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Kawasaki disease and COVID-19


The rapid spread of Coronavirus disease 2019 ( COVID-19 ) caused by severe acute respiratory syndrome coronavirus 2 ( SARS-CoV-2 ) has led to a global pandemic, with infected individuals of all ages residing in almost every country in the world.
The pediatric population appears to be affected in much smaller proportions than adults, with only 2% of cases described in patients under age 20.

An epidemiologic report has described 731 confirmed COVID-19 cases in the pediatric population, with over 90% of patients characterized as asymptomatic, mild, or moderate cases.
This study looked at a total of 2143 patients, 1412 of whom had suspected but unconfirmed COVID-19 infection, but there was little description of co-incidence of other clinical conditions, and no cases reported of concurrent Kawasaki disease ( KD ).

Researchers have described the case of a pediatric patient diagnosed and treated for classic Kawasaki disease in the setting of confirmed COVID-19 infection.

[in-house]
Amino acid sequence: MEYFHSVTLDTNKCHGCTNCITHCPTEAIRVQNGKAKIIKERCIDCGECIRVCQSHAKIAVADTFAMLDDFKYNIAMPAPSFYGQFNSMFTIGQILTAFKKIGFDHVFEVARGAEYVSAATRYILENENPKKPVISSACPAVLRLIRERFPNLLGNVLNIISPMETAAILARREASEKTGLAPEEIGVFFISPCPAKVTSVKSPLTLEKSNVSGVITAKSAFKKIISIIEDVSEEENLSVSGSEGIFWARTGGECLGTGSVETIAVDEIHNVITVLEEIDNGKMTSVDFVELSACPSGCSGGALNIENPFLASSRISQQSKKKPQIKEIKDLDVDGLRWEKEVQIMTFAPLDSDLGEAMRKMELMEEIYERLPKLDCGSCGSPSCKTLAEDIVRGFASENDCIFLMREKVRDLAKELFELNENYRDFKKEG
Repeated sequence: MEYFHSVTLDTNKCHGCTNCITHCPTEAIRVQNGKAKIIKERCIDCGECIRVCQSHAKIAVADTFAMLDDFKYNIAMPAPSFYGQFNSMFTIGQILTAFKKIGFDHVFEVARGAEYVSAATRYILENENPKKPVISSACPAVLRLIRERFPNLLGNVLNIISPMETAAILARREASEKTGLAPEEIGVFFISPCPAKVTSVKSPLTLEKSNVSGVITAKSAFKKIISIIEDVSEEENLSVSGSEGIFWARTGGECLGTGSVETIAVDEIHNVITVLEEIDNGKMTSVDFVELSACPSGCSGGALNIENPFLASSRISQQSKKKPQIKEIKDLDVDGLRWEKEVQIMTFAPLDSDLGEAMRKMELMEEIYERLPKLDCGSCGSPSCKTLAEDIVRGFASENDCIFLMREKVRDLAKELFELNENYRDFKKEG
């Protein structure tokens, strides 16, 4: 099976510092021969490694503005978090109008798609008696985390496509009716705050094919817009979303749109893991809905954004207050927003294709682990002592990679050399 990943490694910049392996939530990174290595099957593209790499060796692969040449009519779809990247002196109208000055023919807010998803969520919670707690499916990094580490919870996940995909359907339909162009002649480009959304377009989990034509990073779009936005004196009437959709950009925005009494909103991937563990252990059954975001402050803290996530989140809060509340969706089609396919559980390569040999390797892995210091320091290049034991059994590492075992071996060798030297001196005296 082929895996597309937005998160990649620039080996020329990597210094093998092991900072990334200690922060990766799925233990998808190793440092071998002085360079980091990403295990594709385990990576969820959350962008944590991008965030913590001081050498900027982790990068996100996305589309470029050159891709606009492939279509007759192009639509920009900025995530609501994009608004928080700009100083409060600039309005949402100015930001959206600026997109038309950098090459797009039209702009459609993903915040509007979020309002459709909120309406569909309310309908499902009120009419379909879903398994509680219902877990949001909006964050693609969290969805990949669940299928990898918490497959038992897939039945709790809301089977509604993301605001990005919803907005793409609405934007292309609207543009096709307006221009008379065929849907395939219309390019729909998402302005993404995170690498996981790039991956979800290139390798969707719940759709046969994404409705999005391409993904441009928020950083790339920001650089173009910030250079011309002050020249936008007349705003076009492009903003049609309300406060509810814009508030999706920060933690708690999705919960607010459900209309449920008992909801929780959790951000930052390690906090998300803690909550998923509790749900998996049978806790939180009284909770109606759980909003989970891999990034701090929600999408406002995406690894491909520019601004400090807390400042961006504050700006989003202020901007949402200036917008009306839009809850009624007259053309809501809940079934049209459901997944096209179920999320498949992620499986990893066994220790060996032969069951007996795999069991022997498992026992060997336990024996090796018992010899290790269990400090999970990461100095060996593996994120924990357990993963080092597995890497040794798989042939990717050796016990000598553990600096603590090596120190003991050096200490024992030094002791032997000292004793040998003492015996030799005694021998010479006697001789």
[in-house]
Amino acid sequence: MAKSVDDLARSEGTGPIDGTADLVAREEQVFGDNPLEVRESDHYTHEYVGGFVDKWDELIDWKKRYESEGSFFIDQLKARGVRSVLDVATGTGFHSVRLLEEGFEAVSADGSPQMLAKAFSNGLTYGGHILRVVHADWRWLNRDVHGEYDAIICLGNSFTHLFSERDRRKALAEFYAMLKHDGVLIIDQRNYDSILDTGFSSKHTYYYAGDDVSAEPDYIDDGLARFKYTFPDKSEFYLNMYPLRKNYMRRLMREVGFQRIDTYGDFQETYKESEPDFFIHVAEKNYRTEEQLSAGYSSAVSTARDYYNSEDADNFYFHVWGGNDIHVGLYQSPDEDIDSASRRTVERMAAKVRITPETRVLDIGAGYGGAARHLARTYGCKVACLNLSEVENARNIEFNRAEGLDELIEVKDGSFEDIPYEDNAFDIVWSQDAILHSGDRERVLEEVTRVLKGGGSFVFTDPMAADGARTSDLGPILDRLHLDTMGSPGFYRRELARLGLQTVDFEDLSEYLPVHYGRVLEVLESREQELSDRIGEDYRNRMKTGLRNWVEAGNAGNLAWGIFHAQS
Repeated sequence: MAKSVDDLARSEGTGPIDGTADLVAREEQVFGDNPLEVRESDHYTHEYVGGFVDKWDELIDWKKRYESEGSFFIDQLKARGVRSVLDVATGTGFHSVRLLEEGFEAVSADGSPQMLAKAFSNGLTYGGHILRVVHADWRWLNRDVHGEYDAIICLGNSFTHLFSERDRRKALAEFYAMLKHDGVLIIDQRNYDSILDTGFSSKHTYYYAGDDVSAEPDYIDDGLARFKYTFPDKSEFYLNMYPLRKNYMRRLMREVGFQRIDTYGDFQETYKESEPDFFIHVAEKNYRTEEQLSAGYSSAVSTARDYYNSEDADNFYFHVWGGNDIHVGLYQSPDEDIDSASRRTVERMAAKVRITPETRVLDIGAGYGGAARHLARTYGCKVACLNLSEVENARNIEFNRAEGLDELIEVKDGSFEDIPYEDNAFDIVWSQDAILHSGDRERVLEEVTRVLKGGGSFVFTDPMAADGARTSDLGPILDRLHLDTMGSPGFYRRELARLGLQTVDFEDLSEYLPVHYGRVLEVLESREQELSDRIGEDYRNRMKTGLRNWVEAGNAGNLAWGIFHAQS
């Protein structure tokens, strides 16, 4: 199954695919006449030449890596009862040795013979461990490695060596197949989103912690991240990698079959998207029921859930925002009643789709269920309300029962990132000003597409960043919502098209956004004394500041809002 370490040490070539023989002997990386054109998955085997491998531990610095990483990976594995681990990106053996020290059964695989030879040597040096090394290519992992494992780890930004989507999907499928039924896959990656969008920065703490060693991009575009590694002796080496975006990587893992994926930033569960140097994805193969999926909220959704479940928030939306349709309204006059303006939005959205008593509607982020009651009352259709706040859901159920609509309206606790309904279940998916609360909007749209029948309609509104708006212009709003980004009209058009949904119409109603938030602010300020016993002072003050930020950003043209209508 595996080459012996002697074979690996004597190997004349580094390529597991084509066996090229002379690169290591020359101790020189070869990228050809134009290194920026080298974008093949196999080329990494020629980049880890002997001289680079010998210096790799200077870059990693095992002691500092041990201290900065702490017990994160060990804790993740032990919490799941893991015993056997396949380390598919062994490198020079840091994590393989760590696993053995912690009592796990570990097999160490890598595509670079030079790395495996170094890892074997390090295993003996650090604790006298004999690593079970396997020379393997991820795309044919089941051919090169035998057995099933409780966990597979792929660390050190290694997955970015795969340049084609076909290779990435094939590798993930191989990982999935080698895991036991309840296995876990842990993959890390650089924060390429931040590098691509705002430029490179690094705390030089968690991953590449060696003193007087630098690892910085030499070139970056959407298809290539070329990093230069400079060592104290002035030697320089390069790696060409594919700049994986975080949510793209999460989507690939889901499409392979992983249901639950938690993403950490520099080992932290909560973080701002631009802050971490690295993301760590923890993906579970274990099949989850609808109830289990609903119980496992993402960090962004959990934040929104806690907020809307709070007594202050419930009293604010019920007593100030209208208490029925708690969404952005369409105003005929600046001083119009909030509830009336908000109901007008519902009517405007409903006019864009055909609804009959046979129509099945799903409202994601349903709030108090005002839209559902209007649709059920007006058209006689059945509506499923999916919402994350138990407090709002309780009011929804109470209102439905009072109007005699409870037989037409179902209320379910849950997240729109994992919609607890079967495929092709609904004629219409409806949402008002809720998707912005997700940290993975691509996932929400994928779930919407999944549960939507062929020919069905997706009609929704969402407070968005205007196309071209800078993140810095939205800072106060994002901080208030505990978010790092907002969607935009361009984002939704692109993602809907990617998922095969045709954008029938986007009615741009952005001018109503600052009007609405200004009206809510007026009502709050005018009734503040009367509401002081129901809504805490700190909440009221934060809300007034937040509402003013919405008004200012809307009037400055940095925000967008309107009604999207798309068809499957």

Case description

The patient is a 6-month-old, full term, previously healthy and fully immunized female who initially presented to pediatric urgent care with one day of fever, fussiness, and refusal to eat. She did not exhibit cough, congestion or rhinorrhea.
Examination showed a fussy infant with a temperature of 38.8°C, with no focal signs of infection.
Laboratory evaluation included a rapid influenza swab and a catheterized urinalysis with urine culture, all of which were negative.
She was diagnosed with a viral infection.

On day 2 of fever, she developed an erythematous, seemingly non-pruritic, blotchy rash.

She re-presented to urgent care on day 4 of fever with persistent rash. Although she remained free of cough, there was possible mild congestion.
Vital signs showed temperature of 38.3°C, sinus tachycardia ( 200 beats/minute ), and tachypnea with an oxygen saturation of 100%.
Examination was notable for irritability, limbic-sparing conjunctivitis, and dry cracked lips.
There was no appreciable lymphadenopathy and at the time she had normal extremities.